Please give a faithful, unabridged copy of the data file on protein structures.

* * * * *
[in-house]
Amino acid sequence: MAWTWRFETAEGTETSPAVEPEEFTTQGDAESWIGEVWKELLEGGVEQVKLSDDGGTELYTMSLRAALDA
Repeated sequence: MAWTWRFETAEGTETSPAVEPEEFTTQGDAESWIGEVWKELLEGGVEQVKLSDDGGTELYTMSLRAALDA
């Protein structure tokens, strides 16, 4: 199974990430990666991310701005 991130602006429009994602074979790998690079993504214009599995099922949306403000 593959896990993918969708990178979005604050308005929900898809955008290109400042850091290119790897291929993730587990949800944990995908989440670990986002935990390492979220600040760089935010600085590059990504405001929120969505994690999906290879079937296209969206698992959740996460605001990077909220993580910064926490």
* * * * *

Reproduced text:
[in-house]
Amino acid sequence: MAWTWRFETAEGTETSPAVEPEEFTTQGDAESWIGEVWKELLEGGVEQVKLSDDGGTELYTMSLRAALDA
Repeated sequence: MAWTWRFETAEGTETSPAVEPEEFTTQGDAESWIGEVWKELLEGGVEQVKLSDDGGTELYTMSLRAALDA
């Protein structure tokens, strides 16, 4: 199974990430990666991310701005 991130602006429009994602074979790998690079993504214009599995099922949306403000 593959896990993918969708990178979005604050308005929900898809955008290109400042850091290119790897291929993730587990949800944990995908989440670990986002935990390492979220600040760089935010600085590059990504405001929120969505994690999906290879079937296209969206698992959740996460605001990077909220993580910064926490």